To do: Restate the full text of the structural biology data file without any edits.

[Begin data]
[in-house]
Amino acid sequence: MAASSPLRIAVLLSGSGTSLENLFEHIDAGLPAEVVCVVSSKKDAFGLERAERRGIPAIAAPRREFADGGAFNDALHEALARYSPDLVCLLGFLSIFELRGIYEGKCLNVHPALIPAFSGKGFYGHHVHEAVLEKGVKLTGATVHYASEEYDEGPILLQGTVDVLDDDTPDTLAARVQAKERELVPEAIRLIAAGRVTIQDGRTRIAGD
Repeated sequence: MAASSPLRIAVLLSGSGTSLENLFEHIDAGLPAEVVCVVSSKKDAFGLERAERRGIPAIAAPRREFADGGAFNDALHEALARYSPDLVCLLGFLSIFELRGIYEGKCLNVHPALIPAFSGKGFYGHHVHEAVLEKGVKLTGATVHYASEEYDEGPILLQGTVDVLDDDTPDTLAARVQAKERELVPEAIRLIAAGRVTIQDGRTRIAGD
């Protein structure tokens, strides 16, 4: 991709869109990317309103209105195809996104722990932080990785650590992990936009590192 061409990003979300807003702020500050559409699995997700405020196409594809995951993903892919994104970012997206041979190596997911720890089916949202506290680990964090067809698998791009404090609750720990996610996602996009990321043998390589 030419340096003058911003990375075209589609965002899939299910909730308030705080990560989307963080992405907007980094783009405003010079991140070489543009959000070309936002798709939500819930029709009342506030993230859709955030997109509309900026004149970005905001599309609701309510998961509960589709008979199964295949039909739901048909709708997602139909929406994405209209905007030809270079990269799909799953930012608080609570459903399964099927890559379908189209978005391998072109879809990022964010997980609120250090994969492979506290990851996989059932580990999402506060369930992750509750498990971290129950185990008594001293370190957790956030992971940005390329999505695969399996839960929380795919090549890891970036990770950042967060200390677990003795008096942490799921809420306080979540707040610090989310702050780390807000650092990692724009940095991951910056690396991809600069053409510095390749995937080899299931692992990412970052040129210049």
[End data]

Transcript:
[in-house]
Amino acid sequence: MAASSPLRIAVLLSGSGTSLENLFEHIDAGLPAEVVCVVSSKKDAFGLERAERRGIPAIAAPRREFADGGAFNDALHEALARYSPDLVCLLGFLSIFELRGIYEGKCLNVHPALIPAFSGKGFYGHHVHEAVLEKGVKLTGATVHYASEEYDEGPILLQGTVDVLDDDTPDTLAARVQAKERELVPEAIRLIAAGRVTIQDGRTRIAGD
Repeated sequence: MAASSPLRIAVLLSGSGTSLENLFEHIDAGLPAEVVCVVSSKKDAFGLERAERRGIPAIAAPRREFADGGAFNDALHEALARYSPDLVCLLGFLSIFELRGIYEGKCLNVHPALIPAFSGKGFYGHHVHEAVLEKGVKLTGATVHYASEEYDEGPILLQGTVDVLDDDTPDTLAARVQAKERELVPEAIRLIAAGRVTIQDGRTRIAGD
């Protein structure tokens, strides 16, 4: 991709869109990317309103209105195809996104722990932080990785650590992990936009590192 061409990003979300807003702020500050559409699995997700405020196409594809995951993903892919994104970012997206041979190596997911720890089916949202506290680990964090067809698998791009404090609750720990996610996602996009990321043998390589 030419340096003058911003990375075209589609965002899939299910909730308030705080990560989307963080992405907007980094783009405003010079991140070489543009959000070309936002798709939500819930029709009342506030993230859709955030997109509309900026004149970005905001599309609701309510998961509960589709008979199964295949039909739901048909709708997602139909929406994405209209905007030809270079990269799909799953930012608080609570459903399964099927890559379908189209978005391998072109879809990022964010997980609120250090994969492979506290990851996989059932580990999402506060369930992750509750498990971290129950185990008594001293370190957790956030992971940005390329999505695969399996839960929380795919090549890891970036990770950042967060200390677990003795008096942490799921809420306080979540707040610090989310702050780390807000650092990692724009940095991951910056690396991809600069053409510095390749995937080899299931692992990412970052040129210049």